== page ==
Behind-the-ear (BTE) hearing aids are positioned behind the ear with a small hook over the top of the ear to keep them in place. A tiny earpiece is placed in the ear canal with a tube connecting the two parts. BTE hearing aids are effective for any type of hearing loss. 

BTE hearing aids have directional microphones and are capable of stronger amplification than other styles. Being outside the ear, they are more visible and may pick up more wind noise. 

Receiver in Canal (RIC) and Receiver in the Ear (RITE)  

These hearing aids are similar to the BTE style but typically have a smaller and less visible portion of the device behind the ear. Manual control options and directional microphones are common in these styles, as are rechargeable batteries. Like other types of hearing aids, RIC and RITE devices remain susceptible to earwax clogging. 

Open Fit

Open fit hearing aids are similar to the BTE, RIC and RITE designs but with an open dome in the ear that keeps the ear canal open. This allows for low frequency (easier to hear) sounds to enter the ear naturally and for higher frequency sounds to be amplified by the device before entering the ear. 

Open fit hearing aids are ideal for those with better low-frequency hearing but mild to moderate high frequency hearing loss. They tend to make speaking easier, as they can improve how you hear your own voice. However, they are more visible and can be difficult to insert. 

Surgery to Correct Hearing Loss

There are a few types of surgical procedures designed to address hearing loss. 

Implantable Hearing Aids

This unique type of hearing aid is implanted near the eardrum and may be worn for up to several months at a time, including while showering. 

Cochlear Implants

A cochlear implant is a small electronic device that is inserted under the skin behind the ear and is connected to electrodes placed inside the cochlea of the ear. A microphone captures sound and translates it into electrical signals which are then sent the electrodes in the cochlea.

While hearing aids amplify sound, a cochlear implant bypasses the damaged part of the auditory system and stimulates the auditory nerve directly.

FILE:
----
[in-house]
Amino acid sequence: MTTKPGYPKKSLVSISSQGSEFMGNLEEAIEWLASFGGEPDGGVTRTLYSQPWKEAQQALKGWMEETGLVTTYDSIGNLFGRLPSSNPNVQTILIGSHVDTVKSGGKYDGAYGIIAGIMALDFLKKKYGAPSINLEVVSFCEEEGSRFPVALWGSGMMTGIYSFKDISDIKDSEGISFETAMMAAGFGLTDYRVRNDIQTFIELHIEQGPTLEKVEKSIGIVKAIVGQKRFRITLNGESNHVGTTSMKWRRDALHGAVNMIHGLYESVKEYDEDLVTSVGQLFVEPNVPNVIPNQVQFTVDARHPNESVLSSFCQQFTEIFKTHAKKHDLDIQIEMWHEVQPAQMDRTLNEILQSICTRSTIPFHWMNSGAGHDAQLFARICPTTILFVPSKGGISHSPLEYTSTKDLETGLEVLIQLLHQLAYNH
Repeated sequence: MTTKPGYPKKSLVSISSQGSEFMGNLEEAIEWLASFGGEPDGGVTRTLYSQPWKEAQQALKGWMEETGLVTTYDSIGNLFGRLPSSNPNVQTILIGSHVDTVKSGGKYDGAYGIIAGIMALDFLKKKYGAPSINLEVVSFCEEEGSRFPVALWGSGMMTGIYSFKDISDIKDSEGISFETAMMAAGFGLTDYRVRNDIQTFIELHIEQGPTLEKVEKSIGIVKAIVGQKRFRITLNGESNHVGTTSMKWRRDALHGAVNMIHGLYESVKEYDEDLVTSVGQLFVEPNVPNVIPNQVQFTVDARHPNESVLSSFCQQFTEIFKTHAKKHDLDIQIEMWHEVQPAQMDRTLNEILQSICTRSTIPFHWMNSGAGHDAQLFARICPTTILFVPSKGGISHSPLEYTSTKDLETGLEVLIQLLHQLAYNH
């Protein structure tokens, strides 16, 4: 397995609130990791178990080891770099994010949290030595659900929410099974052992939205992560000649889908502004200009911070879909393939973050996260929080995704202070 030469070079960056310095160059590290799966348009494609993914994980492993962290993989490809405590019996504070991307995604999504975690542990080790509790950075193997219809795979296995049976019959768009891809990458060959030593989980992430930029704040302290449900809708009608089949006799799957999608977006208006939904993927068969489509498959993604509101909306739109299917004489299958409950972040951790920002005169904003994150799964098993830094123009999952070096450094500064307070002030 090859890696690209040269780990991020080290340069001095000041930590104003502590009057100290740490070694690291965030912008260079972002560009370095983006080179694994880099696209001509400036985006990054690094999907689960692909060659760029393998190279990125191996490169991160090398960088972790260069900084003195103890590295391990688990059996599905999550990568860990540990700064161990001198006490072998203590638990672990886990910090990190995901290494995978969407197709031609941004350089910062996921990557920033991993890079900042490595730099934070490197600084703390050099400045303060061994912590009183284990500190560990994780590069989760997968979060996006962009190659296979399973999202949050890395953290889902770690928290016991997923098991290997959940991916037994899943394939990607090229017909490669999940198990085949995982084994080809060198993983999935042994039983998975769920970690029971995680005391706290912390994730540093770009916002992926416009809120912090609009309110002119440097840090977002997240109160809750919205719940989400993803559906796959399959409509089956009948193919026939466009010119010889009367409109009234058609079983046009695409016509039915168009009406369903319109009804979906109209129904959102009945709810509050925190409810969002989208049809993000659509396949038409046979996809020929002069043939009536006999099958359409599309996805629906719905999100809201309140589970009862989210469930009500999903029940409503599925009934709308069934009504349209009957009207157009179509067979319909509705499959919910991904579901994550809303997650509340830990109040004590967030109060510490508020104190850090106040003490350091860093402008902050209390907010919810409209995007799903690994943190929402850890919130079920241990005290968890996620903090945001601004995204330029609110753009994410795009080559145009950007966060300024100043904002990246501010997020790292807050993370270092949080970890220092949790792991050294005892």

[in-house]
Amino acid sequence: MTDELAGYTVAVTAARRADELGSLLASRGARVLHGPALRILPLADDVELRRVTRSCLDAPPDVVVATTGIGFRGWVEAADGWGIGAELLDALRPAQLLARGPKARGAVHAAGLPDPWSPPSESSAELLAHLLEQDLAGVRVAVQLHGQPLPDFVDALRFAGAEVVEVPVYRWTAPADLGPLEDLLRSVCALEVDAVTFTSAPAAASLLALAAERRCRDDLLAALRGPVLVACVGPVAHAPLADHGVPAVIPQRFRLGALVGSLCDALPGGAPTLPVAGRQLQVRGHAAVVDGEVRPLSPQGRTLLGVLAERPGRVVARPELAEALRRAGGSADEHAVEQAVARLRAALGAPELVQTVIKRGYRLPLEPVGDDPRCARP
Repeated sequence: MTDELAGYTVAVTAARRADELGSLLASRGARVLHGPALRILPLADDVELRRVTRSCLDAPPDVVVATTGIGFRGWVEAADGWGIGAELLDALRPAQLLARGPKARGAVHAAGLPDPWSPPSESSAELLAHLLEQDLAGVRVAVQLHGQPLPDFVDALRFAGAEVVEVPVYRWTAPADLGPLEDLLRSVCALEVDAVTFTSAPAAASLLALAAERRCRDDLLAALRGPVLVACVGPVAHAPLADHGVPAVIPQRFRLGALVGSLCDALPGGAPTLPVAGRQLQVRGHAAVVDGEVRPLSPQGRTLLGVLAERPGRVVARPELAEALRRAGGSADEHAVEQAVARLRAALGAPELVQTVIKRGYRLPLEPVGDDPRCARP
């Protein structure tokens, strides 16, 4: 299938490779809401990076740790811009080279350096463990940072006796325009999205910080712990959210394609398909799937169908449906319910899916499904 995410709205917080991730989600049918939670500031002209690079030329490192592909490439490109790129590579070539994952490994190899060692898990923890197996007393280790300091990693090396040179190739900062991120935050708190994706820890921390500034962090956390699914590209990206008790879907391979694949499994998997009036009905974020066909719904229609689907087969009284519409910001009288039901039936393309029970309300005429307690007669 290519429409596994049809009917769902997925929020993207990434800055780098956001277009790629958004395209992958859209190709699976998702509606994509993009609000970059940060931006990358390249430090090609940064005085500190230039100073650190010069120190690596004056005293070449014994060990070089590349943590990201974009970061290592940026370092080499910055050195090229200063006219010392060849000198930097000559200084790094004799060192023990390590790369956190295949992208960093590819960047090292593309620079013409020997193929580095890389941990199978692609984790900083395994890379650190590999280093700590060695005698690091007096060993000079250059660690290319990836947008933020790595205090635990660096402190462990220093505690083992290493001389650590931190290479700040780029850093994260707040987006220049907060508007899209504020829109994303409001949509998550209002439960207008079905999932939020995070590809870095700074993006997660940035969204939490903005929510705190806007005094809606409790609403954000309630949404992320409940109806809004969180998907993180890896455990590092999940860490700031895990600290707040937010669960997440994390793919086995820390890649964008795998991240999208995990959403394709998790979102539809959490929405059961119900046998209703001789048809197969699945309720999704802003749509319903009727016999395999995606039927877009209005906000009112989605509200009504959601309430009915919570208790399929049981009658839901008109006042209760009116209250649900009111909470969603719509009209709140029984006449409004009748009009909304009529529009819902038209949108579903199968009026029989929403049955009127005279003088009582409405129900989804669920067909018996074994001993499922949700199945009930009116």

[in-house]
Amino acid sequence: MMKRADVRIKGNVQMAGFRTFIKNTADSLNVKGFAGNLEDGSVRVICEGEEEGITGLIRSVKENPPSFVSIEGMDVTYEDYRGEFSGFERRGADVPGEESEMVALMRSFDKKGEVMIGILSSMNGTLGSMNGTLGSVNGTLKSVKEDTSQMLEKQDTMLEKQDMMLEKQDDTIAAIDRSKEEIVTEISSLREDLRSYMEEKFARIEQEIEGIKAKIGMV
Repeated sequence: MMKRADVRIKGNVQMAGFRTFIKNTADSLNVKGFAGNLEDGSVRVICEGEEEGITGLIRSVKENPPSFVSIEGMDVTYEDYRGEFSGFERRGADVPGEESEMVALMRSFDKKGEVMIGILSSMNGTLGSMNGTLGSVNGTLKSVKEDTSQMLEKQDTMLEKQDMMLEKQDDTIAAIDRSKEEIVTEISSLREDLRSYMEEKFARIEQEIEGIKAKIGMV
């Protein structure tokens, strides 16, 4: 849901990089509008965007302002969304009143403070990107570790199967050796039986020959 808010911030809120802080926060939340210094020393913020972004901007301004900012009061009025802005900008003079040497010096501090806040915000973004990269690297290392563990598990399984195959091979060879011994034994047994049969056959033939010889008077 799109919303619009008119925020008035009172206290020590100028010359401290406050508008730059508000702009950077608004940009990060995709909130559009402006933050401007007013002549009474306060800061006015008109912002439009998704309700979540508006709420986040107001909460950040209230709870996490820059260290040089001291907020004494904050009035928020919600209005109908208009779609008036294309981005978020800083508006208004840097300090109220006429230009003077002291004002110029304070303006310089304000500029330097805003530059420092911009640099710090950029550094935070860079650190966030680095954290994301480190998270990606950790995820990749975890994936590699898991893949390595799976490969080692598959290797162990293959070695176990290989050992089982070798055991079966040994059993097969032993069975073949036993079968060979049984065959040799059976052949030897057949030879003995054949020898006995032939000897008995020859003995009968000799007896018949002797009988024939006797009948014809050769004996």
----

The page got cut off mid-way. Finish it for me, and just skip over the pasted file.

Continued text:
Bone-Anchored Hearing Systems

Similar to a cochlear implant, a bone-anchored hearing system is implanted into the bone behind the ear with a hearing aid fit over it. Sound is captured, and vibrations are sent to the inner ear through the bone.  

Pressure Equalization (PE) Tubes

Tiny cylinders can be placed through the eardrum to allow air into the middle ear to combat chronic ear infections. While PE tubes are typically more common in children, adults with a malformed ear drum or Eustachian tube, Down Syndrome or a cleft palate are also good candidates for PE tubes. 

Stapedectomy

This procedure implants a prosthetic device that bypasses abnormal hardening of the bone tissue in the middle ear, a common symptom of otosclerosis that affects hearing. 

Other Forms of Hearing Assistance Technology

Hearing aids are far from the only technology designed to benefit the hearing impaired. There are a number of additional devices that can assist older adults who have suffered age-related hearing loss. 

Assistive Listening Device (ALD)

An assistive listening device amplifies sounds you want to hear, particularly when there’s a lot of background noise. They are kind of like a large hearing aid that may be held or worn on the hip, often with a set of headphones or earpieces. 

Frequency Modulation (FM) System

An FM system is like a small radio station with its own frequency. The speaker will speak into a microphone, which sends the signal to a receiver in your ear. 

Augmentative and Alternative Communication (AAC) Devices

These devices use computer programs or picture boards to synthesize speech from text, or vice versa. 

Connected Alerting Devices

An alerting device connects to a doorbell, telephone or alarm and emits a sound, flashing light or vibration to notify someone with hearing loss. 

Teletype (TTY) Machines

These adapters connect to a telephone to help a hearing impaired person have a phone conversation using text to type and read, much like text messaging with a cell phone. 

How Can You Prevent Hearing Loss?

Hearing loss is a part of the natural aging process. However, there are things older adults can do to slow the process of age-related hearing loss.